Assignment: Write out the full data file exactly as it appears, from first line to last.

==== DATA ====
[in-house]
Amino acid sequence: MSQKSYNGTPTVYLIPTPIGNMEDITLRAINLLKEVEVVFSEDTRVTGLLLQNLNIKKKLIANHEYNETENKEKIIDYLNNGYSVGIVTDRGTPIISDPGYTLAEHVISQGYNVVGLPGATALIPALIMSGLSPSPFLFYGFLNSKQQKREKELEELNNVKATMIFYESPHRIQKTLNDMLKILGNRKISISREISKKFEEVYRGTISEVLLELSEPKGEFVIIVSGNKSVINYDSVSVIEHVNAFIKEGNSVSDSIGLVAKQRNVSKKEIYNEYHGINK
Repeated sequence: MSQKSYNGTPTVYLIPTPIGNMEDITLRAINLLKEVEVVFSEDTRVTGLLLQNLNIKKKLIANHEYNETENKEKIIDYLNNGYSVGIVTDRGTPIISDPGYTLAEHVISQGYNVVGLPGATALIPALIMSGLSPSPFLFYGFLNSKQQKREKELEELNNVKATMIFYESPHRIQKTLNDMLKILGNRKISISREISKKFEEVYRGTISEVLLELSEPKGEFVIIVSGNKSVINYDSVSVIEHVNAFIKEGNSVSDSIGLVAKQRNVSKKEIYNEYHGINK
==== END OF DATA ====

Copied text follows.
[in-house]
Amino acid sequence: MSQKSYNGTPTVYLIPTPIGNMEDITLRAINLLKEVEVVFSEDTRVTGLLLQNLNIKKKLIANHEYNETENKEKIIDYLNNGYSVGIVTDRGTPIISDPGYTLAEHVISQGYNVVGLPGATALIPALIMSGLSPSPFLFYGFLNSKQQKREKELEELNNVKATMIFYESPHRIQKTLNDMLKILGNRKISISREISKKFEEVYRGTISEVLLELSEPKGEFVIIVSGNKSVINYDSVSVIEHVNAFIKEGNSVSDSIGLVAKQRNVSKKEIYNEYHGINK
Repeated sequence: MSQKSYNGTPTVYLIPTPIGNMEDITLRAINLLKEVEVVFSEDTRVTGLLLQNLNIKKKLIANHEYNETENKEKIIDYLNNGYSVGIVTDRGTPIISDPGYTLAEHVISQGYNVVGLPGATALIPALIMSGLSPSPFLFYGFLNSKQQKREKELEELNNVKATMIFYESPHRIQKTLNDMLKILGNRKISISREISKKFEEVYRGTISEVLLELSEPKGEFVIIVSGNKSVINYDSVSVIEHVNAFIKEGNSVSDSIGLVAKQRNVSKKEIYNEYHGINK